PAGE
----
My last article about how coaching can support a healthy nuclear safety culture outlined the three categories of WANO traits:

  1. Individual commitment to safety
  2. Management commitment to safety
  3. Management systems

I’m going to take the first of these, and show how the mindset, skills and tools of coaching can contribute significantly to ‘Individual commitment to safety‘.

1. Individual commitment to safety

Trait: ‘Personal accountability’

This trait focuses on the need for people to take personal responsibility for their actions. It also relates to understanding the importance of sticking to nuclear standards, and taking ownership of behaviour and work practices. Working across groups, departments and teams to make sure nuclear safety is maintained forms a part of this trait too. 

How coaching can help

To be personally accountable for your actions – to recognise your own responsibility and agency in maintaining nuclear standards, for example – needs an ‘Adult’ mindset. That’s one that’s grounded, situationally aware, problem solving and accountable. Coaching, because it invites people to reflect, think through a course of action, consider different options and make a decision, invites an Adult mindset. (see Ego States model below)

A ‘Parent’ management style with too much ‘tell’ encourages an ‘Adapted Child’ mindset. This can result in people becoming resentful or resistant; a ‘jobsworth’, blaming others or being passive and over compliant – acting without thought or accountability. None of these are helpful in developing personal accountability.

"How coaching supports 'Individual commitment to safety'" bsafebuzz.com. The 'Ego states model, a model of personality in which different elements of the personality - Parent, Adult and Child are used as a way of describing and analysing communication.
“How coaching can support ‘Individual commitment to safety'”. The Ego states model is a model of personality in which different elements of the personality – Parent, Adult and Child – are used to describe and analyse communication. Ego states are ‘consistent patterns of thoughts, feelings and behaviour’. Parent ego state is split into the two functions Controlling and Nurturing, and Child into the two functions Adapted and Free. Coaching needs an Adult mindset, and invites an Adult ego state response.

Trait: Questioning attitude

The focus of this trait is the importance of avoiding complacency, challenging assumptions and the unknown, and recognising the uniqueness of the nuclear context. 

How coaching can help

A questioning attitude is the essence of coaching – it’s what coaching is all about. Knowing what questions to ask, however, and how to control and structure a conversation is a real skill which takes time and practice to develop. Coaching training develops and refines questioning skills, along with other interpersonal such as listening, non-verbal communication, feedback and goal setting. These skills are valuable for everything from improving the effectiveness of human performance tools to event investigation.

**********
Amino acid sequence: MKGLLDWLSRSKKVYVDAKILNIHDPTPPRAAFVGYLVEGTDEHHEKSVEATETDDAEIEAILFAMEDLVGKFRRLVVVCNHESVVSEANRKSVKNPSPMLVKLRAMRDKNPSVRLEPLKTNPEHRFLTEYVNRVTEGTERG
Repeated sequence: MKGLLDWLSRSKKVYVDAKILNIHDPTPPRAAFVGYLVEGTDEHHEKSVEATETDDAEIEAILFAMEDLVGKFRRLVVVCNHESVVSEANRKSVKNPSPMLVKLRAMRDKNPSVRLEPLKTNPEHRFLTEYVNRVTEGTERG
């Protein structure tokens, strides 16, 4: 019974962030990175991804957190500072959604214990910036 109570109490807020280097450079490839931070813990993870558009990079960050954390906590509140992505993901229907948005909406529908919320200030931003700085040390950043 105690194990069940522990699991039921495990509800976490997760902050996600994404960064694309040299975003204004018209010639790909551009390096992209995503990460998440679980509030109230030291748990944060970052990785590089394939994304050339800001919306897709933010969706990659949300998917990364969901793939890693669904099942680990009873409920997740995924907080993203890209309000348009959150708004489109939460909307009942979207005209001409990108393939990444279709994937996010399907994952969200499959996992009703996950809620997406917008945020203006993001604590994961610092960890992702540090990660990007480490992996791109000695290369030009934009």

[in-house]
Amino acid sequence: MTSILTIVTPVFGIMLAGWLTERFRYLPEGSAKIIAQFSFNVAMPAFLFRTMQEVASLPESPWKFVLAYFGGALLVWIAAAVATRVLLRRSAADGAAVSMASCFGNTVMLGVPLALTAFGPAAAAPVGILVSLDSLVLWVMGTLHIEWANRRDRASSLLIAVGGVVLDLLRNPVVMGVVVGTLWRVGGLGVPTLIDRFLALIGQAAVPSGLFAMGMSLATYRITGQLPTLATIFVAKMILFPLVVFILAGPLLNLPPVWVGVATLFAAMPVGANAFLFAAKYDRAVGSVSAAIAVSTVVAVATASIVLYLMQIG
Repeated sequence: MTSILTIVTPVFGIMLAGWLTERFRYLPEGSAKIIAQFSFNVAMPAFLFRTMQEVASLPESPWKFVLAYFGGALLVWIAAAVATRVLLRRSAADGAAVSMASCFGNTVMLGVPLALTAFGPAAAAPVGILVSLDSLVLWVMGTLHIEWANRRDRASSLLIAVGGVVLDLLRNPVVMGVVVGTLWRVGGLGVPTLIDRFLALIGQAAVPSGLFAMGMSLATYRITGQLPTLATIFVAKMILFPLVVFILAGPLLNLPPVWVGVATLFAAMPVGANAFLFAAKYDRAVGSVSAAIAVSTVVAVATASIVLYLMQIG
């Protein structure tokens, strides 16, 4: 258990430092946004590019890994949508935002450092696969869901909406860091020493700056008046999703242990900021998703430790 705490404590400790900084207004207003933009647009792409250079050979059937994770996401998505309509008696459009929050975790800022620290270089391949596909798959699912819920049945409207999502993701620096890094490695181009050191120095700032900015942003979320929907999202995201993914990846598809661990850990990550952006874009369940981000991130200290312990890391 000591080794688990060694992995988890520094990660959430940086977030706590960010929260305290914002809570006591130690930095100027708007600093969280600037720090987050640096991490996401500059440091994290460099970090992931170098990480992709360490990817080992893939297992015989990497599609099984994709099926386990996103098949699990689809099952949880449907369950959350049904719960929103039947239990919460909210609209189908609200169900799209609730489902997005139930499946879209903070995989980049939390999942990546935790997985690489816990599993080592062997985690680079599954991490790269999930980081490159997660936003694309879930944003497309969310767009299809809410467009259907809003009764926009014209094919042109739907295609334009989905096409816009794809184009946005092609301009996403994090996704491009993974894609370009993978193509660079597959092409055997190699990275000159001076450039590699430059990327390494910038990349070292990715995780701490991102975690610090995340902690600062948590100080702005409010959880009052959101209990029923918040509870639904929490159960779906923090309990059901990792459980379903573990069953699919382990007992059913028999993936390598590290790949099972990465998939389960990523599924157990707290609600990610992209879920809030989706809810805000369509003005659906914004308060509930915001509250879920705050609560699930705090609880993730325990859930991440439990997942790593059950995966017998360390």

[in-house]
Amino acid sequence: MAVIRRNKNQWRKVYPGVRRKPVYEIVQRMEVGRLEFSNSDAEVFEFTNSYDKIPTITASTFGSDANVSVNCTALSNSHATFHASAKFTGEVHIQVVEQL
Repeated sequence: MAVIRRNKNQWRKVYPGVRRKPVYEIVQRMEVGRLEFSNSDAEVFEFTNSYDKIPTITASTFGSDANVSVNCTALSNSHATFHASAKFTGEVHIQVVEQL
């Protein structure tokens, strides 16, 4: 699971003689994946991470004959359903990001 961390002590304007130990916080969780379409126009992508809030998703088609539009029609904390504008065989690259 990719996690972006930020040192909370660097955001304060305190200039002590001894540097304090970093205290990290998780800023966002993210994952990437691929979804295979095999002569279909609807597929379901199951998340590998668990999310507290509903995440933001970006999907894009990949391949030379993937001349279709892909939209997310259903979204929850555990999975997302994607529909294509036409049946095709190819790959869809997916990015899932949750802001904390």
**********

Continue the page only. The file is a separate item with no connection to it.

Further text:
Trait: safety communication

The focus of this trait is on making sure there's broad, open, candid and free flowing communication, up and down the organisation.

How coaching can help

Karl Weick in ‘Organisational Culture as a source of High Reliability’ (California Management Review, Volume XXIX, Number 2, Winter 1987 ) asserts that “accidents occur because the humans who operate and manage complex systems are themselves not sufficiently complex to sense and anticipate the problems generated by those systems”. High reliability organisations need ‘rich, dense talk’ so that humans have the data to understand complex systems. The richest information is gained through face to face interactions.

Use of open questions, the basis of coaching, can increase the richness of face to face communication as it encourages people to talk and share knowledge, thoughts, feelings and concerns. Using coaching interactions encourages the free flow of information, as individuals are asked to think through and share their decision making processes and rationale for action.

Coaching and safety

I hope in this article I’ve done enough to start to convince you that the process of coaching in the nuclear workplace, along with the mindset and skills developed as you learn to coach, and the mindset encouraged in the person being coached, all help to develop and support ‘Individual commitment to Safety’.

Tomorrow I’ll explore coaching’s contribution to the second category ‘Management commitment to safety.

Join us on September 26th and November 18th 2019 for our next one-day ‘Coaching for a Healthy Nuclear Safety Culture’ workshops. They’ve been designed and delivered by Beehive in partnership with NSAN, the National Skills Academy Nuclear, and has NS4P endorsement. The aim is to provide a basic introduction to how coaching can support you and your organisation in building a healthy nuclear safety culture. Contact Stacey Balmer at stacey.balmer@nsan.co.uk for more details or to book your place.

Flier for the new ‘Coaching to support a healthy nuclear safety culture’ one-day workshop, designed and delivered by Beehive/b.SAFE in partnership with the National Skills Academy Nuclear